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Stepin Fetchit: The Life and Times of Lincoln Perry

Stepin Fetchit: The Life and Times of Lincoln Perry Cover

ISBN13: 9780375423826
ISBN10: 0375423826
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Synopses & Reviews

Publisher Comments:

The first African American movie star, Lincoln Perry, a.k.a. Stepin Fetchit, is an iconic figure in the history of American popular culture. In the late 1920s and ’30s he was both renowned and reviled for his surrealistic portrayals of the era’s most popular comic stereotype—the lazy, shiftless Negro. After his breakthrough role in the 1929 film Hearts in Dixie, Perry was hailed as “the best actor that the talking pictures have produced” by the critic Robert Benchley.

Having run away from his Key West home in his early teens, Perry found success as a vaude-

villian before making his way to California. The tall, lanky actor became the first millionaire black movie star when he appeared in a string of hit movies as the whiny, ever-perplexed, slow-talking comic sidekick. Perry was the highest paid and most popular black comedian in America during Hollywood’s Golden Age, but his ongoing battles with movie executives, his rowdy offscreen behavior, and his extravagant spending kept him in gossip-column headlines. Perry’s spendthrift ways and exorbitant lifestyle hastened his decline and, in 1947, having squandered or given away his fortune, he was forced to declare bankruptcy.

In 1964 Perry was discovered in the charity ward of Chicago’s Cook County Hospital; he later turned up in Muhammad Ali’s entourage. In 1972 he unsuccessfully sued CBS for defamation because of a television program that ridiculed the type of characters he had portrayed. But his achievements were eventually acknowledged: in 1976 the Hollywood chapter of the NAACP gave him its Special Image Award for having opened the door for many a succeeding African American film star, and in 1978 he was inducted into the Black Filmmakers Hall of Fame. In Stepin Fetchit, Mel Watkins has given us the first definitive, full-scale biography of an entertainment legend.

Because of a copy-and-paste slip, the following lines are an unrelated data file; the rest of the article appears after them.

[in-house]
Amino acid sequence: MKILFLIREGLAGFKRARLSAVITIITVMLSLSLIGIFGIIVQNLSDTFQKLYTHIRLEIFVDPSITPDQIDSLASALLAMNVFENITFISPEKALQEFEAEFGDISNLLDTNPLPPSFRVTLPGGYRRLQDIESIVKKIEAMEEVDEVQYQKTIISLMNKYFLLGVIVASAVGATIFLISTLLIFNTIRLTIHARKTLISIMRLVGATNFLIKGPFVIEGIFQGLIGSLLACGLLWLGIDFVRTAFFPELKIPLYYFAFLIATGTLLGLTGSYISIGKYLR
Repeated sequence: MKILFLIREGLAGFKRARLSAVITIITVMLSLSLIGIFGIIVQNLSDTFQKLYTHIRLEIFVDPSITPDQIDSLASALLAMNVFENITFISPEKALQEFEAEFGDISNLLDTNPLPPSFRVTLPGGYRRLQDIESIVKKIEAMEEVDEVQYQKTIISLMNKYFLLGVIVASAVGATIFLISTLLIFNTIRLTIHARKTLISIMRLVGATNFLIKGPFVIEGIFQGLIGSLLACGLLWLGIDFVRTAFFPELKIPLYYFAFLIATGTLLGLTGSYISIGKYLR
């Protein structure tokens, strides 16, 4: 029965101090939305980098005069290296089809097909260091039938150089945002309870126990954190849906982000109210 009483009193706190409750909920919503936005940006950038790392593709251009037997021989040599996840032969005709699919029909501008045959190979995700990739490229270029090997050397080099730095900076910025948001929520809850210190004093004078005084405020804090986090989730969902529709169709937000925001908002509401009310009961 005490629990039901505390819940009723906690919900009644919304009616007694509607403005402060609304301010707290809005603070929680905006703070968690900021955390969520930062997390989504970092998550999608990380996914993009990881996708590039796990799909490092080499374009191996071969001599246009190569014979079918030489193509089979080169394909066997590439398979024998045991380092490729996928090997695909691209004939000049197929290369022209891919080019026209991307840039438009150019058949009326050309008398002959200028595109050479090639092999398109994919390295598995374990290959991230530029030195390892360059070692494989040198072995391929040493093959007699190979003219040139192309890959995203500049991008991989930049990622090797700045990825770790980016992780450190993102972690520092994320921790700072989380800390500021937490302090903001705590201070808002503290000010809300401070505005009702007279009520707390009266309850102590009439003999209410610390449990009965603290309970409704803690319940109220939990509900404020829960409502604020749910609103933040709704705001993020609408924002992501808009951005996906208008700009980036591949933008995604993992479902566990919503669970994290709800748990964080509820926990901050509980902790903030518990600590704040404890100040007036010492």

Review:

"In the pathbreaking 1968 documentary 'Black History, Lost, Stolen or Strayed,' narrator Bill Cosby identified the performances of film actor Stepin Fetchit as a major force in perpetuating the demeaning black stereotype 'of the lazy, stupid, crapshooter, chicken-stealing idiot.'

This would become many Americans' lasting impression of Stepin Fetchit — who in the late 1920s became Hollywood's... Washington Post Book Review (read the entire Washington Post review)

Synopsis:

In this richly detailed biography, Watkins follows the life and career of Lincoln "Stepin Fetchit" Perry, who was renowned--and reviled--for his portrayals of "Uncle Tom"-like characters in films during the 1920s and 1930s.

About the Author

Mel Watkins, a former editor and writer for The New York Times Book Review, is the author of Dancing with Strangers, a Literary Guild Selection, and of the highly acclaimed On the Real Side: A History of African American Comedy. He lives in New York City.

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Average customer rating based on 1 comment:

55lyn, October 23, 2010 (view all comments by 55lyn)
A great book that goes into details of an African-American male performer that has been forever associated with his Stepin Fetchin image and supposedly deservedly maligned. Free passes have been given to updated versions of his characterizations that has persisted up to today in movies, TV shows, and comedic routines. The book gives a solid explanation as to why Perry should not have lost his lawsuit against CBS/Bill Cosby and why he should not be eternally criticized(even with the little NAACP recognition he has received). Perry, like many performers during early film making days, did not see the huge significance of movies and the impact it has on audiences and society. All many Blacks saw was a job and an opportunity in an stringently racist atmosphere, and as performers, they simply adapted to conditions that they did not create,and they performed to the best of their abilities. Perhaps, Perry and the others felt that any depiction of African Americans on film was better than none at all. It is too easy to judge others in the past by today standards. However, it cannot be denied that Perry palatable performances for the consumption of white movie makers and audiences did open the door wider for black actors and comedians, over the years, including Bill Cosby. Hope this book can change perceptions.
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Product Details

ISBN:
9780375423826
Publisher:
Random House
Subject:
General
Author:
Watkins, Mel
Subject:
United states
Subject:
Motion picture actors and actresses
Subject:
Entertainment & Performing Arts - General
Copyright:
Publication Date:
October 18, 2005
Binding:
Hardcover
Language:
English
Illustrations:
Y
Pages:
338
Dimensions:
9.38x6.56x1.36 in. 1.50 lbs.

Related Subjects

Stepin Fetchit: The Life and Times of Lincoln Perry
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Product details 338 pages Pantheon Books - English 9780375423826 Reviews:
"Synopsis" by , In this richly detailed biography, Watkins follows the life and career of Lincoln "Stepin Fetchit" Perry, who was renowned--and reviled--for his portrayals of "Uncle Tom"-like characters in films during the 1920s and 1930s.
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